In the rural county of Bobai in Guangxi region, rescuers on assault boats have scrambled to pull people to safety since Sunday night as water more than 2 meters deep stranded residents in low-rise homes, state media reported on Monday.
In hillier areas, landslides destroyed roads and bridges collapsed. At one weather station in Bobai, local records were shattered when rainfall reached 511.2 mm, more than a quarter of the region’s annual precipitation.
Haikui has weakened from a typhoon to a tropical storm since making landfall in Fujian province on Sept. 5, but its residual vortex has continued to wreak havoc in southern China, with the populous city of Shenzhen deluged by the heaviest rain since records began in 1952. Neighboring Hong Kong was pelted by the worst storm in 140 years.
Scientists warn that typhoons hitting China are becoming more intense and their paths growing more complex, escalating risk of disaster, even in coastal cities such as Shenzhen that regularly brave tropical cyclones and already have strong flood defense capabilities.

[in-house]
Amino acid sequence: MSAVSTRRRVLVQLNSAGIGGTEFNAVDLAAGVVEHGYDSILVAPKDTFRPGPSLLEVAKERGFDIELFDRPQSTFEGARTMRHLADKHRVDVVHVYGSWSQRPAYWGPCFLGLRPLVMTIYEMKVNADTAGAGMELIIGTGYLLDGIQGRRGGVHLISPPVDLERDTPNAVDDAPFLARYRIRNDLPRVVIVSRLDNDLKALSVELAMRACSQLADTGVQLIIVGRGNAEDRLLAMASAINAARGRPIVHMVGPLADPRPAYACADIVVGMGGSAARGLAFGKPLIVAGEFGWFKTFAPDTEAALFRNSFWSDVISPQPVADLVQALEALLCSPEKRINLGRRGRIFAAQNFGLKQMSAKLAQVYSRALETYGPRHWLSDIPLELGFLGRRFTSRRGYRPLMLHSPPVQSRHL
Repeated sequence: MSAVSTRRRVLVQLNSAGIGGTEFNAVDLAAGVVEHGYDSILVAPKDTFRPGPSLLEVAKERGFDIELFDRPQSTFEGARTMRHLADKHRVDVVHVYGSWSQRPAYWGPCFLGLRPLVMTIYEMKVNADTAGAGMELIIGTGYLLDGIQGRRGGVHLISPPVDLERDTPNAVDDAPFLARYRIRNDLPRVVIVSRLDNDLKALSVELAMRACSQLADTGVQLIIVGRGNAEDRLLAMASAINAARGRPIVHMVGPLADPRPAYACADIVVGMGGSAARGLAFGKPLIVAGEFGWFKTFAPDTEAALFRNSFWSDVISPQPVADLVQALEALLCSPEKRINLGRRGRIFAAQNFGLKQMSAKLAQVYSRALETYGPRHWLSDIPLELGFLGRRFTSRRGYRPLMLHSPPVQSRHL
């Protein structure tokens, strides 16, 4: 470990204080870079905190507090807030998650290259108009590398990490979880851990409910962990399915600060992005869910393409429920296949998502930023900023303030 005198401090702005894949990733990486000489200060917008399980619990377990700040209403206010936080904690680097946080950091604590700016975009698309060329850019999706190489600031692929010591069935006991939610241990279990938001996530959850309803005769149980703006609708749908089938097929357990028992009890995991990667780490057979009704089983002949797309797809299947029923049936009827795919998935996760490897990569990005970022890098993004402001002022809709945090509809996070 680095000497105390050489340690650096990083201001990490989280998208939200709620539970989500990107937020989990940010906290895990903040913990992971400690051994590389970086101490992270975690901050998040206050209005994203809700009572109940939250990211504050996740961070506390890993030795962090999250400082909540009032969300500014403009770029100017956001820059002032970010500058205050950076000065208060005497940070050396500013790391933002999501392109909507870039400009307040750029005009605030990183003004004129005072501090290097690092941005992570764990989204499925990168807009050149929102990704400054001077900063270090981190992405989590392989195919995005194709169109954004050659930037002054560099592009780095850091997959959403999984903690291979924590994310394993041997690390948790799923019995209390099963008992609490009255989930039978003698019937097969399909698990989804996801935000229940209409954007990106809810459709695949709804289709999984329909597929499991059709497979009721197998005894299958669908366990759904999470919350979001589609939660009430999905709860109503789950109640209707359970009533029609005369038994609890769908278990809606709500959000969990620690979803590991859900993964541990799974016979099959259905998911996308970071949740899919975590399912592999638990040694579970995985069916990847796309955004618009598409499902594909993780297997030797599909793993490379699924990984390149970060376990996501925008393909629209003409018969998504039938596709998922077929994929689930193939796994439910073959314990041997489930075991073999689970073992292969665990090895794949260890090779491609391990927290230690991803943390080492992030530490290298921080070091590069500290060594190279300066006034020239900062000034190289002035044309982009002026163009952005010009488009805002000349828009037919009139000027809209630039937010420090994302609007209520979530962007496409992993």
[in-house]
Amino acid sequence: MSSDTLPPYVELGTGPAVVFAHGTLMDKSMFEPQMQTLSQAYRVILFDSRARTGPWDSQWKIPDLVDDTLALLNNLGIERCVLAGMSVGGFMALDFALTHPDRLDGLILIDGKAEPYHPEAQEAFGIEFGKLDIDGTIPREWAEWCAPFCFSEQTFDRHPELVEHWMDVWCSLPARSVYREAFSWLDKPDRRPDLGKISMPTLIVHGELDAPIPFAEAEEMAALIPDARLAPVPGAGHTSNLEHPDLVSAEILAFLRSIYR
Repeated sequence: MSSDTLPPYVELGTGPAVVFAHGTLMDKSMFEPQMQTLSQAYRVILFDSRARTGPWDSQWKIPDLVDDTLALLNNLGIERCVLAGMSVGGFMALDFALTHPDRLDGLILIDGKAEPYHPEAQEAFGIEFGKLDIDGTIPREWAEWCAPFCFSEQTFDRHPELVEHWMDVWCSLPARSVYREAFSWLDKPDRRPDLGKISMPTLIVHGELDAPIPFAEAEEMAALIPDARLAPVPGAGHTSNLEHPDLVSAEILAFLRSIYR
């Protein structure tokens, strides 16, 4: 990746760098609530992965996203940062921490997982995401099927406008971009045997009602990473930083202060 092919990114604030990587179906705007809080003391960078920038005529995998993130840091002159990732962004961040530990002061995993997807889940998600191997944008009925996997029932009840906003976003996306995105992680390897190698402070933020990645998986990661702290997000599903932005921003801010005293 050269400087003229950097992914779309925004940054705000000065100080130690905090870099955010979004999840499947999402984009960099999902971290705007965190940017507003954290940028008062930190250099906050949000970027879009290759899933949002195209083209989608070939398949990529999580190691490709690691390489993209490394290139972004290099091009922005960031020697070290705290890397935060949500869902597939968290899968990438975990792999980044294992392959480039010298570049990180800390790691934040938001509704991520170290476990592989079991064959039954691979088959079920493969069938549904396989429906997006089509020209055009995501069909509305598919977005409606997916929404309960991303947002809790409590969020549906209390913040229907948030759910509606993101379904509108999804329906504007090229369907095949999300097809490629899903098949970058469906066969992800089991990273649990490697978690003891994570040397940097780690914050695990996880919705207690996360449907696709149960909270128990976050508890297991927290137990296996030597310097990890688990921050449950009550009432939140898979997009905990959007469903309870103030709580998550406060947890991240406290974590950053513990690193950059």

“Typhoons that move far inland affect regions historically less exposed to heavy rainfall and strong wind, often with lower disaster resilience, leading to more severe losses,” said Shao Sun, a climatologist at the University of California, Irvine.
“In this case of Shenzhen, the disaster was mainly due to the slow westward movement of Haikui’s residual circulation, which nearly stagnated in its spatial position from the afternoon of Sept. 7 to the early hours of Sept. 8, and a ‘train effect’ of heavy rainfall occurred, causing the event to exceed its expected intensity.”
A so-called ‘train effect’ refers to the cumulative effect of multiple convective cloud systems passing over an area in succession, resulting in a significant accumulation of rainfall accumulation and sharply raising the potential for heavy or even extreme rainfall.
Heavy rain is expected to persist in Guangxi over the next few days.